In my point of view, the best aspects of AGO must include the following: magnificent architecture, spacious rooms, classy décor, and of course the artwork itself. The architecture is very intriguing and creative such as one of the staircases located in the center of the gallery. The staircase spins towards the top as a cyclone. Very cool! Majority of the rooms that hold artwork are very grand in scale and create a very airy atmosphere. The gallery itself is very taken care of and clean. Visitors appreciate cleanliness. I admire the fact that multiculturalism is respected. The art stored in this gallery is made from many aspiring and talented artists all around the world! I adore looking at it. The social and cultural diversity amongst visitors is also perceived.

In the contrary, an issue I do have is that many artworks do not exemplify an explanation as to what a certain object, painting or picture are presenting. The deep meaning or message is probably the viewer’s obligation to figure out or think about using personal knowledge. But honestly speaking, some artworks are really tough to figure out. An example would be a metal spoon and chair I viewed at the AGO a couple days ago at the structure department. I really had no clue as to what the display meant. A handy solution would be to place a small description as to what the artist was trying to convey in their art piece. With such statement the viewer can think about what they themselves thought, the artist’s message and the public’s opinion.

Also, I agree with Christina Dery, the gift shop is way too expensive!

The AGO gallery holds many memories and future experiences that are very important to me. It’s a place of history, education, tradition, confession, story-telling, survival and most important, adventure!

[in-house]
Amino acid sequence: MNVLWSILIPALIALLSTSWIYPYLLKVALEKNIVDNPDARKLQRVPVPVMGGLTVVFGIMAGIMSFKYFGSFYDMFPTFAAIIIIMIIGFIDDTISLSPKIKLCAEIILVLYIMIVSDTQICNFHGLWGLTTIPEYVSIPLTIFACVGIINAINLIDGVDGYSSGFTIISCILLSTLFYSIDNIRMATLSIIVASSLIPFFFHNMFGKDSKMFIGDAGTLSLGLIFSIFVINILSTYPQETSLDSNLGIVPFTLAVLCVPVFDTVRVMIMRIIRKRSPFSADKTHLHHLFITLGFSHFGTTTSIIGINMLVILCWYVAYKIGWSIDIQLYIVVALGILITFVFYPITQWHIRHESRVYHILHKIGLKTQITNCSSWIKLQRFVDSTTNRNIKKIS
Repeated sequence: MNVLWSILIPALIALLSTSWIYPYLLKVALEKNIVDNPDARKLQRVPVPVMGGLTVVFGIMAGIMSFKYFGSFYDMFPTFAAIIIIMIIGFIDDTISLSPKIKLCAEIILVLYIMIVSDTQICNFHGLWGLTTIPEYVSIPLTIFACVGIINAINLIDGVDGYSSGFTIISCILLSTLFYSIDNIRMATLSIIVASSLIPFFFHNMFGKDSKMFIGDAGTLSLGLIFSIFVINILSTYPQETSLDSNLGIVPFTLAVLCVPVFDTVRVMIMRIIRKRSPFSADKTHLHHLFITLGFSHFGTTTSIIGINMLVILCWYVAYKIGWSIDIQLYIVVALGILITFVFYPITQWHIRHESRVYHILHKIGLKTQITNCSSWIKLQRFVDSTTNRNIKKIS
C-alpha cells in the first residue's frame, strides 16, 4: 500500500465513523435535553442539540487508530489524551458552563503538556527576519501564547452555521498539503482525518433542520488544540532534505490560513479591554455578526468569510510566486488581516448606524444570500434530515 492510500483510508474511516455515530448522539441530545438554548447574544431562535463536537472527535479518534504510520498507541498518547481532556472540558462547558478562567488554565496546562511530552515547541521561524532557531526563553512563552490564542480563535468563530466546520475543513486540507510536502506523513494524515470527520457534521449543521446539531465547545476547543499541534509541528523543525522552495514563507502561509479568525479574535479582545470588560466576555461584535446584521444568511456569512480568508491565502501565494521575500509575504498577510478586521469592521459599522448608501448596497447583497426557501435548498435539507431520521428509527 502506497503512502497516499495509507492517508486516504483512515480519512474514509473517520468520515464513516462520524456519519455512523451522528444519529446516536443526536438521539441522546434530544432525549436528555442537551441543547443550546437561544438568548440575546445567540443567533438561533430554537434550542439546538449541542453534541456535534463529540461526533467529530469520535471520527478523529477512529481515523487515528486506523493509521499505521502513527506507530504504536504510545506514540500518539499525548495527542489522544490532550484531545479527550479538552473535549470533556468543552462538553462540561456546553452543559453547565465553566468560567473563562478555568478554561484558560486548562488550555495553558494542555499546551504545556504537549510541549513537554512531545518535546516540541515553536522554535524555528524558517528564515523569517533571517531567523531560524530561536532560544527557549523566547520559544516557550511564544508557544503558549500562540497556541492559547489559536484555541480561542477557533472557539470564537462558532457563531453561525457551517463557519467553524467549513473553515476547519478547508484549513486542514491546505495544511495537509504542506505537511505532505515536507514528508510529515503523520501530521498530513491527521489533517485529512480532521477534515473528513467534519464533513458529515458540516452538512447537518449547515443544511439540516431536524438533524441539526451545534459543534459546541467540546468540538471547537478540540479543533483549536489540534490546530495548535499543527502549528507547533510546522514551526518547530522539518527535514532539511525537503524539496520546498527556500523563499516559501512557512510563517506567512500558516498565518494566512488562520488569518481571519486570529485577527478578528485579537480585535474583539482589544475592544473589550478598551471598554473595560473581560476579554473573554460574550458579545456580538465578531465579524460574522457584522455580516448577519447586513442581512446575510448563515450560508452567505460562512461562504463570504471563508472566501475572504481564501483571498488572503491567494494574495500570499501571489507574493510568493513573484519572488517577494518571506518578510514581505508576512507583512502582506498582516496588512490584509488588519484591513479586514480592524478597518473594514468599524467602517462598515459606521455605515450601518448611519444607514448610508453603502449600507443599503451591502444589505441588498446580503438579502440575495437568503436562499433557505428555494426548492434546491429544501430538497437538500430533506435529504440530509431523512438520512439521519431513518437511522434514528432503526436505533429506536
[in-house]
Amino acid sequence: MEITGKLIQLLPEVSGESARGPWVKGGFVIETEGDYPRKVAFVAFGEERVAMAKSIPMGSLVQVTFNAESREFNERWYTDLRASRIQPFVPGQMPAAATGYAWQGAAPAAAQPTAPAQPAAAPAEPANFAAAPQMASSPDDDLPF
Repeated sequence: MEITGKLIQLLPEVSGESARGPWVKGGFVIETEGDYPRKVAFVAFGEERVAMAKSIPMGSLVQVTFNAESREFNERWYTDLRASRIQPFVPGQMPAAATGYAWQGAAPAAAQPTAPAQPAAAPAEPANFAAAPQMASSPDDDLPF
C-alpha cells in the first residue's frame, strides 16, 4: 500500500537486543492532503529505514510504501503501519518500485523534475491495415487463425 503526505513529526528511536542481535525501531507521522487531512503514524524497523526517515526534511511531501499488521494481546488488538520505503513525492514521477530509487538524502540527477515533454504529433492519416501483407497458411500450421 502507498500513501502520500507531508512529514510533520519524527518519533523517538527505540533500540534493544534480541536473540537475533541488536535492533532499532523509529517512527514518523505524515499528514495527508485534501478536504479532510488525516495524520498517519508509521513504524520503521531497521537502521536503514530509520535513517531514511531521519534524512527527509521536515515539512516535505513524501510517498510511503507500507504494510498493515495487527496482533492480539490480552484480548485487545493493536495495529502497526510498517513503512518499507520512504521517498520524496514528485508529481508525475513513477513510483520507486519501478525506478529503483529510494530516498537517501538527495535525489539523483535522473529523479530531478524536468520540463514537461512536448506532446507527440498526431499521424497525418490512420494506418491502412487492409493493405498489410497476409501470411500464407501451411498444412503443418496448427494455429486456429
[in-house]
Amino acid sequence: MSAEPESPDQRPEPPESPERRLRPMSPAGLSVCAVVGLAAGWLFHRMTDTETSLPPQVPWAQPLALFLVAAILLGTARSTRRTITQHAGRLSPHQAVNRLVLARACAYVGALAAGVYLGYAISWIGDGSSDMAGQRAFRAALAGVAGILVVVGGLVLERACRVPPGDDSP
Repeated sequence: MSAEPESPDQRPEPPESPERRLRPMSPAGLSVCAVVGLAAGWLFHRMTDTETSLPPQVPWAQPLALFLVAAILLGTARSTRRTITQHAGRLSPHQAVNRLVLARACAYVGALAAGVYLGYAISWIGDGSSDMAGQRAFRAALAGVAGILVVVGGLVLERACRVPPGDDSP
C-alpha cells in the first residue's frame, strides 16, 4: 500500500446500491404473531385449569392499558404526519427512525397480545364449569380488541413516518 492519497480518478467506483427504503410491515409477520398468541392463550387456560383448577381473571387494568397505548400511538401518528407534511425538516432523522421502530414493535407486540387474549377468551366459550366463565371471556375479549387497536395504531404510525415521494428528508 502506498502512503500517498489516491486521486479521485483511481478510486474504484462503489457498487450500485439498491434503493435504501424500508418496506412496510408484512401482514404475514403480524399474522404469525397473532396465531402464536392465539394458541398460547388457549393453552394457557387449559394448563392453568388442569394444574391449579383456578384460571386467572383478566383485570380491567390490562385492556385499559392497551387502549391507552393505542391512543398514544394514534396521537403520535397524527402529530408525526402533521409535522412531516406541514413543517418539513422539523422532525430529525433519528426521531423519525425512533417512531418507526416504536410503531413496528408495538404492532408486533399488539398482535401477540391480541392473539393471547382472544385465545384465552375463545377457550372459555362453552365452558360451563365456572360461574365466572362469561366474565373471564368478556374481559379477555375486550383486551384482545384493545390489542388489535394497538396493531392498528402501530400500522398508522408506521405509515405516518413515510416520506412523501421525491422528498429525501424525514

😉

Written by Mag M.

Best and Worst of the AGO April 20, 2010

Posted by Christina Mary Dery in : Check it out, Exer5 (makeup): Experiencing AGO, Exercises , add a comment

AGO logo

Having been to the AGO many times, this trip in particular opened my eyes to the positive areas of the ago as well as those that need to be improved on. My first impression when i entered the AGO (entrance) was that they have a quite attractive design in the lobby with clear signage for each area and where each thing is located. They have the signage in both English and French (which most likely excludes many people in Toronto, since it is so multicultural). The one thing that I really like about the design is that the ramp is designed in a fun, unique way (but may be annoying for people in wheel chairs because it has a winding path). Another thing i like is that they use nice bright colours for the signs above the areas. Although the lobby is always quite busy, this visit was extra busy with all the various school trips.

AGO

AGO ramp

Inside the AGO there are various architectural  elements that are really quite fascinating. The winding wooden staircase is my favorite part of the architecture. It not only looks nice but also doubles as an attraction where on the upper levels the staircase goes outside the building and offers an incredible view of Toronto and OCAD of course. This provides a reflective reaction in that the participant in the environment reflects on the view and creates an emotional reaction.

AGO

AGO staircase

The main part of the attraction to the AGO of course is the art. Art itself in a gallery form mostly provides the viewer with a reflective reaction as the viewer reflects on the meaning of the art, the reasons it was done, what the artist was thinking, how it relates to them and culture/society, etc. Many pieces also trigger visceral reactions as well because art has to do with the way we perceive things based on look, feel and sound.  Some pieces of art provide us with behavioural reactions but very few do since it has nothing to do with appearance, it has to do with function and use. Some pieces that are interactive may trigger this but it could also be applied to the elevators and listening devices and other technology that the AGO use within the building (universal design: meeting needs, providing feedback, and functional).

I think the worst  part of the AGO was that sometimes i found myself lost like i was in a maze, so it is hard to navigate especially if it is your first  time being there. The areas are kind of all over the place and sometimes you end up in areas that you have already seen. With this problem there is the possibility that you may miss some art.